It was His word which made the commission to the Apostles authoritative. It is His commission from the Apostles through His Church which makes His message authoritative today. Christ did not ask the world’s permission to bring His message of salvation, nor did He wait for a popular vote before He proclaimed His kingship. The Church cannot wait for democratic or economic sanctions before she proclaims her Lord and Master. She is commissioned to go forth. It is this command, this drive behind her missionary program which is her authority. It is this power behind the commission given to the Bishop at his consecration which is his authority. It is this mission behind the commission given to the. Priest at his ordination which is his authority. It is this mission given to Deacons at ordination and laymen at baptism and confirmation which is the seal of redemption and the credential of entrance into the Kingdom of God. It is this kingdom into which we are called which is the ultimate destiny of every true Christian. It is this kingdom which we are trying to build here and to realize through the ages to come. Our deliberate failure to seek this kingdom means that we prefer the kingdom of evil to the kingdom of God. It means if we persist that we deprive ourselves of the reward of being a member of the kingdom of Heaven. Such privation has always been understood to be perdition and condemnation. The Church exists to save souls from this perdition. The Church exists to lead her children to a real heaven by virtue of a real discipline in a real war against sin. The Church has a message from a real King, given by accredited ambassadors, to tell of a real Kingdom; and you and I as members of that Kingdom have a real obligation to its standards and rules. While we do not claim that our Church constitutes the whole Catholic Church, we do believe she is a valid branch of the same, and for us she is the best expression of the ideal of Catholicism. Let me quote from the Convention address this year of the Bishop of New York: “The Anglican Communion, of which the Protestant Episcopal Church is a part, is called to bear witness to [9/10] a Catholicism which is wholly evangelical, which is not disproportionately concerned about externals, which has for its one aim the bringing of men and women to Jesus Christ, and which stands for full intellectual and spiritual freedom, a Catholicism which, in the words of that great Bishop and leader, Charles Gore, is ‘scriptural, liberal-spirited, and comprehensive, but always Catholic.’ From the beginning the three great notes of the Church, and the three great links of its visible fellowship, have been the common Creed, the common Sacraments, and the Apostolic Ministry. It is by bearing our witness for the New Testament ideal of the Catholic Church, in all its largeness, in all its fullness, in all its faith, and in all its fearlessness, that we shall do our true work for the Church here on earth, and for the coming of the Kingdom of God.”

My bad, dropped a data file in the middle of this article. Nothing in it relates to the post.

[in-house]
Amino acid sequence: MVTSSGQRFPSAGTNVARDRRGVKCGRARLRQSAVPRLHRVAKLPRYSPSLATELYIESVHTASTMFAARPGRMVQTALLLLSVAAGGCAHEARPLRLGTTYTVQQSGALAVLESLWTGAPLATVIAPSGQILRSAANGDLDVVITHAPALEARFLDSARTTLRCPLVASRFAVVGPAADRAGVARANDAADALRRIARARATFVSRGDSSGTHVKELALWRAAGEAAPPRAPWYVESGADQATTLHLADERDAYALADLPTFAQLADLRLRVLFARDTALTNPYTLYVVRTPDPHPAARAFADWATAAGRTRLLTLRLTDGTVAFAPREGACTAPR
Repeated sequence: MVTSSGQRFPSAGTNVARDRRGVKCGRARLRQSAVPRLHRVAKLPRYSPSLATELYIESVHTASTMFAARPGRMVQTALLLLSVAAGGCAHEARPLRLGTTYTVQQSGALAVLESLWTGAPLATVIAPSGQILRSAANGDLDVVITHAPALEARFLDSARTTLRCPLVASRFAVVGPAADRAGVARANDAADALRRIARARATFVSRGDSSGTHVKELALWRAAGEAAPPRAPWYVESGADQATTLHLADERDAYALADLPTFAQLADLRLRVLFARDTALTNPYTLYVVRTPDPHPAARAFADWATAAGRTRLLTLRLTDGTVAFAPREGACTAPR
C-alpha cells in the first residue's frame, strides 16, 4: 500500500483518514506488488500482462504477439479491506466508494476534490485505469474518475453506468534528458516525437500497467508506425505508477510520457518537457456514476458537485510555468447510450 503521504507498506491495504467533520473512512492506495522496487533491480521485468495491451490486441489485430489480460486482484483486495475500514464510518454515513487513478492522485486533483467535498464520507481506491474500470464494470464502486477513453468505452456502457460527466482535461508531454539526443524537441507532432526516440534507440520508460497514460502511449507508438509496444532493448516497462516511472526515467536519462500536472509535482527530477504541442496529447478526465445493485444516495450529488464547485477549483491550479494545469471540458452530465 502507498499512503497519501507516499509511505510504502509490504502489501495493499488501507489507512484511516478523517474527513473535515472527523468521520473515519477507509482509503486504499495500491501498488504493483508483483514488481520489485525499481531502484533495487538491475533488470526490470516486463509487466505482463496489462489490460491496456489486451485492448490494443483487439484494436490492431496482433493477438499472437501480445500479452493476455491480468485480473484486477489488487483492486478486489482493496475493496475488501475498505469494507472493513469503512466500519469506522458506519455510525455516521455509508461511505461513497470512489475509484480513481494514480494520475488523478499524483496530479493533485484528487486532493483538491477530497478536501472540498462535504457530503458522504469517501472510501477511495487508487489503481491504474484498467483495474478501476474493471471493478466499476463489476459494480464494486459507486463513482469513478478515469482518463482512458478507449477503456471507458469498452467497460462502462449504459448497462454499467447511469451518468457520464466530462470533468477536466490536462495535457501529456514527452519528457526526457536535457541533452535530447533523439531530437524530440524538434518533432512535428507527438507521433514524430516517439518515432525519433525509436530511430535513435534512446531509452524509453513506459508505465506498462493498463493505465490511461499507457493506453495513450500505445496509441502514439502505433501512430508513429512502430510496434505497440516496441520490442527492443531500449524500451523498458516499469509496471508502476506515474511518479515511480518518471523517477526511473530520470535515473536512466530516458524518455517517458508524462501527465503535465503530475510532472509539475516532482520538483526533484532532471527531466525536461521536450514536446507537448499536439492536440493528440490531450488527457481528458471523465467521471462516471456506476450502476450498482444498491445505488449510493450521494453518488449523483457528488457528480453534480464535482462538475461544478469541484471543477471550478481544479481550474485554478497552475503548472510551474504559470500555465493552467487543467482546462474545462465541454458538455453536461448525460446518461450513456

While, as I have said, we can look back with a certain degree of encouragement and with much gratitude, it is none the less quite obvious, that certain radical reforms are necessary if we are to meet adequately the, crisis which is before us. As members of His Church we must be profoundly convinced that the Church is God’s channel through which special blessings are to be brought to our nation and to the world, not the, least of these the hope of international peace. Secretary Wallace of the Department of Agriculture, has recently informed us that enduring social transformations that are now being worked out are impossible without changed human hearts. This of course is the work of the Church of God; it is your work, dear brothers; and mine, but it is a work which I feel we are doing in a most haphazard and casual fashion. He also tells us that “if the Christian religion is to help, it must furnish the spiritually hungry people with something that is truly more compelling than the ‘dog eat dog’ philosophy of the classical economists and biological scientists.” But what are we doing to furnish our spiritually hungry people with, this new philosophy? I think, when we face this problem that we are [10/11] driven to our knees, and to a new sense of the urgency of the task to which we have been called.